The Polls: Collins dominates in the polls. A recent survey conducted by Public Policy Polling, which was commissioned by the Bellows campaign, found Collins leading the Democrat 57-33 percent. Though Bellows says her support among Democrats improved some 20 points to 64 percent in the wake of her 350-mile campaign walk, Collins is considered one of the safest incumbents in the nation.

The Money: The situation here is even more lopsided than the polls, according to Federal Election Commission data that reflect donations through June of this year. Collins, the matriarch of the Maine Republican Party who is known for her prowess in attracting donors, has already raised in excess of $4.3 million — which is about $3 million more than Bellows’ $1.3 million.

What to Expect: As long as she remains far ahead, Collins will keep her campaign positive, though her staff has at times voiced pointed rebuttals to Bellows’ statements and policy positions. One of Collins’ first television advertisements focused on a congressional measure she supported which helped breweries sell their spent grains for animal feed. Bellows’ ads so far have been mostly introductory in nature. Expect Collins to continue to focus on her constituent service and for Bellows to try to tie Collins to the dysfunctional gridlock in Congress and some of the more extreme ideas of the Republican Party. Bellows will also continue to pressure the incumbent in to participate in as many debates as possible, but don’t expect Collins to bite.

Debate: The BDN and CBS13 will host a candidate debate between Bellows and Collins on Tuesday, Oct. 27. The debate will be broadcast live on television and streamed on bangordailynews.com.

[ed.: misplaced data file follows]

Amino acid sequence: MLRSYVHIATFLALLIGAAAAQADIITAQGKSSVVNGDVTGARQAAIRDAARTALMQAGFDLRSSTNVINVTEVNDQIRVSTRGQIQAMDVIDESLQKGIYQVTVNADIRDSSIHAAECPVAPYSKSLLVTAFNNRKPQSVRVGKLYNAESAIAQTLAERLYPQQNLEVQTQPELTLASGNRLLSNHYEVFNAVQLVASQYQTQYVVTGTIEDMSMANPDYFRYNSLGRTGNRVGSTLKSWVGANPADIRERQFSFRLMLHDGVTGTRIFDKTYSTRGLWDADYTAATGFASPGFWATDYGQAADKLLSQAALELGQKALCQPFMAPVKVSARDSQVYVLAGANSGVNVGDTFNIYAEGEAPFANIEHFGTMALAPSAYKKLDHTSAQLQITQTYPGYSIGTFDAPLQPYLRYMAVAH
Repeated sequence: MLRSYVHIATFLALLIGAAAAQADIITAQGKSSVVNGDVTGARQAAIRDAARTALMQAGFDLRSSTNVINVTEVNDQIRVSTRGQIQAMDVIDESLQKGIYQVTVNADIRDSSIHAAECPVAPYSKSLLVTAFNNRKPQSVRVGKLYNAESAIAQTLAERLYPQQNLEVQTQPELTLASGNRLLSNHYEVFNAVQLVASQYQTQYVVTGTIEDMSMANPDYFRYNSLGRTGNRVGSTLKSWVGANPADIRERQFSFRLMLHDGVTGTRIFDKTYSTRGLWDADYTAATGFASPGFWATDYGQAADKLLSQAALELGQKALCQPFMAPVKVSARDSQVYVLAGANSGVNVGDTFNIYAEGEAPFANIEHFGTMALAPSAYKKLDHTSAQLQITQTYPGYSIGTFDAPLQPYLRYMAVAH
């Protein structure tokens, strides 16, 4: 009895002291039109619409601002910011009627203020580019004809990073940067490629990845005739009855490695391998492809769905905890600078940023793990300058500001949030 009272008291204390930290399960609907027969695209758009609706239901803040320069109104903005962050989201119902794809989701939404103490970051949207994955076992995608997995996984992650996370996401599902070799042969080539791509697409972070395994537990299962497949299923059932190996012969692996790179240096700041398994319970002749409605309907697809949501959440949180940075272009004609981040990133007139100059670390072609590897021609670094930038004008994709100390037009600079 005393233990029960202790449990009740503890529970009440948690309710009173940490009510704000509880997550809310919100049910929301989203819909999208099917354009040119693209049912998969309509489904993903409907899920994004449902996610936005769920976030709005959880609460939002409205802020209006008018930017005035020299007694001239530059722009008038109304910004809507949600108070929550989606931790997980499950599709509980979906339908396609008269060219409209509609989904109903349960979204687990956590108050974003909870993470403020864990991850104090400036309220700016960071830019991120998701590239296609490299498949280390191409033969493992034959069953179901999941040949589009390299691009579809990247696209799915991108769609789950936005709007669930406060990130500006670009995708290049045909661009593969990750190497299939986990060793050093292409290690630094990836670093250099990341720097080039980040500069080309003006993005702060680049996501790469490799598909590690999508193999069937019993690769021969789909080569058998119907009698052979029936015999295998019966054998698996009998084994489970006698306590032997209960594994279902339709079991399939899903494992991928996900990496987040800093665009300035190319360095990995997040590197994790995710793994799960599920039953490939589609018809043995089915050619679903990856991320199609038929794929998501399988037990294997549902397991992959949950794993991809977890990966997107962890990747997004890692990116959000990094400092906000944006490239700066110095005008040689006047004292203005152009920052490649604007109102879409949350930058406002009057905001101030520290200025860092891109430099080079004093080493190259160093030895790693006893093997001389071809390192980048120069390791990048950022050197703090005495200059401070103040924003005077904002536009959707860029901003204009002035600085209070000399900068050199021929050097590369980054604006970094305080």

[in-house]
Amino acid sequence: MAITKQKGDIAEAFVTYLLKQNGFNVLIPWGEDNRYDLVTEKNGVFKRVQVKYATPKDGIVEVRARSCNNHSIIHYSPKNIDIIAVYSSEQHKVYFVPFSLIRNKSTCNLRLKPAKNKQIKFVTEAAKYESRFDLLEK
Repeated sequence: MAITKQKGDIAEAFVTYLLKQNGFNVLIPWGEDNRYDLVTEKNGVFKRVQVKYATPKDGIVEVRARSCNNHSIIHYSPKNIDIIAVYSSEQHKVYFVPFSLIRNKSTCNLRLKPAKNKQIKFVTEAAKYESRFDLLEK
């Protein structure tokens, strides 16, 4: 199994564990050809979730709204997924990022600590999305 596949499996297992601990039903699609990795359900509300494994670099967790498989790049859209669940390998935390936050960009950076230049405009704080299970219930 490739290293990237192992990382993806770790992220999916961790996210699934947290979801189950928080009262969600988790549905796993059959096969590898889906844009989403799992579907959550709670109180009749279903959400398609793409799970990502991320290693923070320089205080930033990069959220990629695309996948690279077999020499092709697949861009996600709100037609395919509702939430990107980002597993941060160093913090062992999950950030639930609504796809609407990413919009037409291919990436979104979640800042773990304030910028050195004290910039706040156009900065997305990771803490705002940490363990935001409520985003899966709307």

1st District U.S. House

The Race: Three-term incumbent Democrat Chellie Pingree faces two challengers — Gorham Republican Isaac Misiuk and Sanford independent Richard Murphy. Pingree, 59, is a former state senator and head of the liberal nonprofit Common Cause who first won election to the 1st District seat in 2008. Misiuk, 25, is a former Realtor making the big leap to a major race after holding a leadership position with the Cumberland County Young Republicans and getting party experience as a field director for the College Republican National Committee while a student at the University of Southern Maine. Murphy, 36, is a National Guardsman casting himself as “a public servant, not a politician,” and a constitutional purist who calls for state sovereignty.

The Issues: Pingree is unapologetically liberal, vocally supportive of President Barack Obama’s Affordable Care Act and gun control measures like stricter record-keeping standards for gun shows and bans on large-capacity ammunition feeders. Misiuk has blasted the ACA and has criticized Congress for raising the federal debt ceiling and borrowing from the Social Security fund, saying lawmakers should have instead cut spending. Murphy has similarly expressed right-leaning stances against Obamacare and gun bans, but matches Pingree’s reluctance to send U.S. troops into foreign conflicts.

The Polls: There’s been relatively little polling released on the 1st District race, with a late June Portland Press Herald/Maine Sunday Telegram poll conducted by the University of New Hampshire Survey Center showing 56 percent of respondents supporting Pingree and 21 percent backing Misiuk — Murphy was not listed. Pingree and Misiuk were tied at 26 percent among unenrolled voters, with another 36 percent of those voters undecided.

The Money: During the most recent federal filing period, which ended June 30, Pingree raised just over $303,000, with nearly $314,000 cash on hand. Misiuk raised just over $15,000 by the June 30 filing deadline, but ended the period with just under $1,300 cash on hand. Pingree is listed among the wealthiest members of Congress and is married to billionaire investor Donald Sussman. The Federal Election Commission has not posted fundraising reports for Murphy.